According to the results of a study recently published in Gynecologic Oncology, a protein known as Bcl-xL plays an important role in predicting the success of chemotherapy in women diagnosed with epithelial ovarian cancer.
Ovarian cancer is a malignancy that arises from various different cells within the ovaries. Approximately 25,000 new cases of ovarian cancer are diagnosed in the United States each year. Unfortunately, ovarian cancer often goes undetected until the disease has progressed into the abdomen or spread to other organs. Because advanced ovarian cancer is often associated with poor outcomes, a great deal of research is being done to explore how to improve ovarian cancer treatments and more accurately target the cancer. Researchers have previously identified the Bcl proteins as being an important regulator for cancer cell survival. The resistance of the cancer cells to chemotherapy often limits long-term survival of patients with ovarian cancer. This is thought to be due to the protective features of the Bcl proteins that prevent cancer cell death. In this study, researchers sought to identify if the protein Bcl-xL predicted patients’ response to chemotherapy.
In this recent study, 28 patients who were diagnosed with epithelial ovarian cancer were tested for Bcl-xL protein at the time of their original surgery and staging or after their disease had recurred after treatment with platinum-based chemotherapy. These findings were then analyzed to determine if the presence of the Bcl-xL protein was predictive of the patients’ overall outcome. In addition, laboratory ovarian cancer cells were injected with either the Bcl-xL protein or a control protein and then exposed to different chemotherapies such as cisplatin, paclitaxel, topotecan and gemcitabine.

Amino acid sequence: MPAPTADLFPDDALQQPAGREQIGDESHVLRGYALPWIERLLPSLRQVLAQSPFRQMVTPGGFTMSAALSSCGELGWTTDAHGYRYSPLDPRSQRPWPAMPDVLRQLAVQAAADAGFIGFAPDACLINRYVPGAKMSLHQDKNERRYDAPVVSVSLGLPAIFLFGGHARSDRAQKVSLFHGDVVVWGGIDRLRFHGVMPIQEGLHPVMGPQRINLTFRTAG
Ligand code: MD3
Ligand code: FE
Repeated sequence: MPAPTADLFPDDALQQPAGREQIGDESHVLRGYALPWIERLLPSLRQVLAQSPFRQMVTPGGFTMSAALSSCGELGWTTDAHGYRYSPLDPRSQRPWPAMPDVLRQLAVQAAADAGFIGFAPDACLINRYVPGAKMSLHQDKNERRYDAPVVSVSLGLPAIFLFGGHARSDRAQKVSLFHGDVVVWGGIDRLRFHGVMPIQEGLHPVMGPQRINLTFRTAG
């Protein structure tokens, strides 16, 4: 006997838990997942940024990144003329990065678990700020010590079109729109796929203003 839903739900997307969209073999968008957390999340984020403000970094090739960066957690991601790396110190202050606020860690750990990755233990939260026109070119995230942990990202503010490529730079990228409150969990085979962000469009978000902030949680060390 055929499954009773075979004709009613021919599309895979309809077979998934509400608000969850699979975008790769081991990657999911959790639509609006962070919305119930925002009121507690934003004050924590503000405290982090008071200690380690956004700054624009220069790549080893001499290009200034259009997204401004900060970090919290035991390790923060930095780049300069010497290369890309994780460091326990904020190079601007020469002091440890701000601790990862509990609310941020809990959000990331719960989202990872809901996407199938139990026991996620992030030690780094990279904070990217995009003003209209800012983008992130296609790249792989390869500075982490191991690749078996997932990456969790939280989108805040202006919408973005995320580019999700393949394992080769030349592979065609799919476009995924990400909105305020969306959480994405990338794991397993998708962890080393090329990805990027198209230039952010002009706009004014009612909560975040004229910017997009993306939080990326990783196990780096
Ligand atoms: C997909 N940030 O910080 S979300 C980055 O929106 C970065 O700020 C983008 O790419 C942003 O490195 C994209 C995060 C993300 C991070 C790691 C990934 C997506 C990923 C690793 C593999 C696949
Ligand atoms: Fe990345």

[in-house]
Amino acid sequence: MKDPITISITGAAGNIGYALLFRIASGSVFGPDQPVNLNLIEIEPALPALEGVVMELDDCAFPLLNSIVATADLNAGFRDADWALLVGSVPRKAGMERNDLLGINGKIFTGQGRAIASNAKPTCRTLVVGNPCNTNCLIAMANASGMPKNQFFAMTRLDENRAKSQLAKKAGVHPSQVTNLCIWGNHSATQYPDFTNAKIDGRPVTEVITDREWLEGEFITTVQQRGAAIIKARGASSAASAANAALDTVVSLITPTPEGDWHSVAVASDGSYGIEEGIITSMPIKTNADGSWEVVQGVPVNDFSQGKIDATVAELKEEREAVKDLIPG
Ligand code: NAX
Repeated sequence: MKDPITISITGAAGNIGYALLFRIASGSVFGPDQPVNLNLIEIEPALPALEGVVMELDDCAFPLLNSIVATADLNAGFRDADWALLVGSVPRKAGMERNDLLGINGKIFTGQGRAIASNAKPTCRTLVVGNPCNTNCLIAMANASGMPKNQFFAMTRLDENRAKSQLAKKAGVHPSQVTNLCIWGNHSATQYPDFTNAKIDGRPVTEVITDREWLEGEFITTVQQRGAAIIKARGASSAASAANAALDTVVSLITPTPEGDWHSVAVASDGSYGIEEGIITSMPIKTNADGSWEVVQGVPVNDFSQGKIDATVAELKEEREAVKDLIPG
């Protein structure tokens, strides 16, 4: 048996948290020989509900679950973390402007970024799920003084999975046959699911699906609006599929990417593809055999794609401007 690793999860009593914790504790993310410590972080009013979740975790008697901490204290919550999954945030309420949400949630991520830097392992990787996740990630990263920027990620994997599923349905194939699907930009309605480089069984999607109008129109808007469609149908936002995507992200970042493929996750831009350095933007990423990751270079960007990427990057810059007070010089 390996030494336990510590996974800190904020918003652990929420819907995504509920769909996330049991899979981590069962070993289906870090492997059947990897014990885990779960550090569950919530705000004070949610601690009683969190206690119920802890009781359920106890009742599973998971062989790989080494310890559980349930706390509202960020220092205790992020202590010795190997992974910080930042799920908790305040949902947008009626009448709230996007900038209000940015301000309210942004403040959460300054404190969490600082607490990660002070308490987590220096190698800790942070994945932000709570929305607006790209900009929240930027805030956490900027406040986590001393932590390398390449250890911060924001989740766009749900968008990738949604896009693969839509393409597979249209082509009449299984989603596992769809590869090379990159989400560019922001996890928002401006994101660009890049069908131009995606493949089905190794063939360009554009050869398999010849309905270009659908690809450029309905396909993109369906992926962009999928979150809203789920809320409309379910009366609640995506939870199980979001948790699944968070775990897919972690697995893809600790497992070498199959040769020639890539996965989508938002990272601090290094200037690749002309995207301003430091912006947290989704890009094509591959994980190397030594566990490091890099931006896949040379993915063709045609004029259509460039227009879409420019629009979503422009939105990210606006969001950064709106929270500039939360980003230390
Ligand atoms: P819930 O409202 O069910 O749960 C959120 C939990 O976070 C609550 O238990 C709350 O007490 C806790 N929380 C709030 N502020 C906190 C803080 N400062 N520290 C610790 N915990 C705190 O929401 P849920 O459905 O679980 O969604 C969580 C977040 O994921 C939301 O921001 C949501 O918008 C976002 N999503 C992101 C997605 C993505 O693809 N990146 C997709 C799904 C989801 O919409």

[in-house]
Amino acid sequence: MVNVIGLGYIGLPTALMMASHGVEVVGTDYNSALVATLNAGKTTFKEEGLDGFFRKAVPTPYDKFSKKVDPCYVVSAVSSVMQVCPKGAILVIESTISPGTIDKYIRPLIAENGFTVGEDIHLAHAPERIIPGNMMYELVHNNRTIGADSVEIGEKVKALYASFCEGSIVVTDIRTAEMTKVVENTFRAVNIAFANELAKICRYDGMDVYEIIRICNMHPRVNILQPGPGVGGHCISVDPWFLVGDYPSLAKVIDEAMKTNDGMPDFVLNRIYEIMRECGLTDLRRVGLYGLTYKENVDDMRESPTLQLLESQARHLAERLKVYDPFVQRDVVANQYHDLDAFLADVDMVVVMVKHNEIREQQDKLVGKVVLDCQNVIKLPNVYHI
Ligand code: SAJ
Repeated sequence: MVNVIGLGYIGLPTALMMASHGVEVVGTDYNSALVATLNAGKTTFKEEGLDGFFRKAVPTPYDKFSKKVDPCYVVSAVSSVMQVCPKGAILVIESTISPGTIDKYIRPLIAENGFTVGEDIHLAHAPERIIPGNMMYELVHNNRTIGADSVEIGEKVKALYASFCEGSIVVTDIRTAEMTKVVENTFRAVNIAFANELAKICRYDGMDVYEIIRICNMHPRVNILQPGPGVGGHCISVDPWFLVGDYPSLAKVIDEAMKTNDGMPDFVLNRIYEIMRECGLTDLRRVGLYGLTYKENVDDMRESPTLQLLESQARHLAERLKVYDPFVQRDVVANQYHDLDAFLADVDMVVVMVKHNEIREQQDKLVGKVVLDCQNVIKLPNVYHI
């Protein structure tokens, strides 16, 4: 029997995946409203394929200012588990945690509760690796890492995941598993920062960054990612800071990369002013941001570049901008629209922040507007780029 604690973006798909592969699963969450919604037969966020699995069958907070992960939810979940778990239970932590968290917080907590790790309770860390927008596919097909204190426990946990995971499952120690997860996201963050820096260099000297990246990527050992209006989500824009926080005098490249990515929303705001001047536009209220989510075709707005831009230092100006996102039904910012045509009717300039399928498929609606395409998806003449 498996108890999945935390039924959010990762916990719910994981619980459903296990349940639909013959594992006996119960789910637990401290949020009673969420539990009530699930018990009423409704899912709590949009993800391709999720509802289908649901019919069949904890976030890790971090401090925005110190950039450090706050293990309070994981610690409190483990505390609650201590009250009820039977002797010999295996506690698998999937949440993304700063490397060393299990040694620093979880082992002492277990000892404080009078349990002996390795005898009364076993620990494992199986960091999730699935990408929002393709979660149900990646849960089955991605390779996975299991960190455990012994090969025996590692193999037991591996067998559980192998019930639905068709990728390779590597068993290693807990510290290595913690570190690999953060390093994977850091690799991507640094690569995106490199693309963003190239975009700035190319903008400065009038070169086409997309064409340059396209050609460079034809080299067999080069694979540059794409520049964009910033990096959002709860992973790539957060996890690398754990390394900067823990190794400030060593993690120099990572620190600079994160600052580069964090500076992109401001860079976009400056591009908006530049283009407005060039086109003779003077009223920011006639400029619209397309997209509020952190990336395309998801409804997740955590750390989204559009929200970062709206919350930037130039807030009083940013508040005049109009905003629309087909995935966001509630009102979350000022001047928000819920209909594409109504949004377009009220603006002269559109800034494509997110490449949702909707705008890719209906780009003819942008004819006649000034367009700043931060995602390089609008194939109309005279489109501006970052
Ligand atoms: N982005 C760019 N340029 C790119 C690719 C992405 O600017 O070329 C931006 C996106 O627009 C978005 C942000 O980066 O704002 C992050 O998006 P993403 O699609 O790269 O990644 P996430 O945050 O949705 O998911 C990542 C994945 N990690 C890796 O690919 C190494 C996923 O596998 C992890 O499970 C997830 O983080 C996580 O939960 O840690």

Results of the study found that patients with Bcl-xL protein expression experienced shorter disease-free intervals compared to patients who did not have Bcl-xL expression (1.6 months vs. 7.7 months). In addition, it was determined that Bcl-xL expression provided resistance to the effects of chemotherapy with cisplatin, paclitaxel, topotecan and gemcitabine, allowing the tumors to continue to grow, in contrast to the protein free cells which disappeared.
Researchers concluded that the Bcl-xL proteins may play an important role in the future of treatment of ovarian cancer patients as well as the development of new ovarian cancer treatments.
Reference: Williams J, Lucas P, Griffith K, et al. Expression of Bcl-xL in Ovarian Carcinoma is Associated With Chemoresistance and Recurrent Disease. Gynecologic Oncology. 2005; 96: 287-295.